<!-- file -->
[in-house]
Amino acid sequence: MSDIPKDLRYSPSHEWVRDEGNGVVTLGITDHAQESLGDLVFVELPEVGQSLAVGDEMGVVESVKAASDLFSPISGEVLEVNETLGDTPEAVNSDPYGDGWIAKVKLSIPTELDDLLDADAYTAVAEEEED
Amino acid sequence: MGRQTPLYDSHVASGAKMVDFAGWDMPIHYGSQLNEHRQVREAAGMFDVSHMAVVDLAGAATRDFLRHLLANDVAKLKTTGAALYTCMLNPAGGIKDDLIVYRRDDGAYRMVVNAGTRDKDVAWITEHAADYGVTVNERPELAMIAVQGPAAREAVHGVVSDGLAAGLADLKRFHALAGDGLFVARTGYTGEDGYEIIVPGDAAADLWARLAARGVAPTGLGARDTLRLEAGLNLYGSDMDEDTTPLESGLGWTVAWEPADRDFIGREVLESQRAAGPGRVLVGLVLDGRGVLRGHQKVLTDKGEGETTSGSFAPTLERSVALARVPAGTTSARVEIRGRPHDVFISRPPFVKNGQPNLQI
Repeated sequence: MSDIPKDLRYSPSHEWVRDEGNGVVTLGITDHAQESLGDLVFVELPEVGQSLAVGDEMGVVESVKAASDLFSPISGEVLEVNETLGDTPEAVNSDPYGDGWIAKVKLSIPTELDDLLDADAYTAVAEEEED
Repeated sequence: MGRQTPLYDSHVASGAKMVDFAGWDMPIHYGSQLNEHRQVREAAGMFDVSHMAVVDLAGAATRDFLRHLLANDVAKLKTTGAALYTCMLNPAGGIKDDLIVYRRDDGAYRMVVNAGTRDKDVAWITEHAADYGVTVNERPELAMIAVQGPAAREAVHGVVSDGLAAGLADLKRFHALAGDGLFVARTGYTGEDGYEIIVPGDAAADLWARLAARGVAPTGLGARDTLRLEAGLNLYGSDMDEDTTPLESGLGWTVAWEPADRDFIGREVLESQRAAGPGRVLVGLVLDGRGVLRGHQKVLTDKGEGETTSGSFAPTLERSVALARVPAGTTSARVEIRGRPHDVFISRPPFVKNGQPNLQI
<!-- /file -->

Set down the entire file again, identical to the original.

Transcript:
[in-house]
Amino acid sequence: MSDIPKDLRYSPSHEWVRDEGNGVVTLGITDHAQESLGDLVFVELPEVGQSLAVGDEMGVVESVKAASDLFSPISGEVLEVNETLGDTPEAVNSDPYGDGWIAKVKLSIPTELDDLLDADAYTAVAEEEED
Amino acid sequence: MGRQTPLYDSHVASGAKMVDFAGWDMPIHYGSQLNEHRQVREAAGMFDVSHMAVVDLAGAATRDFLRHLLANDVAKLKTTGAALYTCMLNPAGGIKDDLIVYRRDDGAYRMVVNAGTRDKDVAWITEHAADYGVTVNERPELAMIAVQGPAAREAVHGVVSDGLAAGLADLKRFHALAGDGLFVARTGYTGEDGYEIIVPGDAAADLWARLAARGVAPTGLGARDTLRLEAGLNLYGSDMDEDTTPLESGLGWTVAWEPADRDFIGREVLESQRAAGPGRVLVGLVLDGRGVLRGHQKVLTDKGEGETTSGSFAPTLERSVALARVPAGTTSARVEIRGRPHDVFISRPPFVKNGQPNLQI
Repeated sequence: MSDIPKDLRYSPSHEWVRDEGNGVVTLGITDHAQESLGDLVFVELPEVGQSLAVGDEMGVVESVKAASDLFSPISGEVLEVNETLGDTPEAVNSDPYGDGWIAKVKLSIPTELDDLLDADAYTAVAEEEED
Repeated sequence: MGRQTPLYDSHVASGAKMVDFAGWDMPIHYGSQLNEHRQVREAAGMFDVSHMAVVDLAGAATRDFLRHLLANDVAKLKTTGAALYTCMLNPAGGIKDDLIVYRRDDGAYRMVVNAGTRDKDVAWITEHAADYGVTVNERPELAMIAVQGPAAREAVHGVVSDGLAAGLADLKRFHALAGDGLFVARTGYTGEDGYEIIVPGDAAADLWARLAARGVAPTGLGARDTLRLEAGLNLYGSDMDEDTTPLESGLGWTVAWEPADRDFIGREVLESQRAAGPGRVLVGLVLDGRGVLRGHQKVLTDKGEGETTSGSFAPTLERSVALARVPAGTTSARVEIRGRPHDVFISRPPFVKNGQPNLQI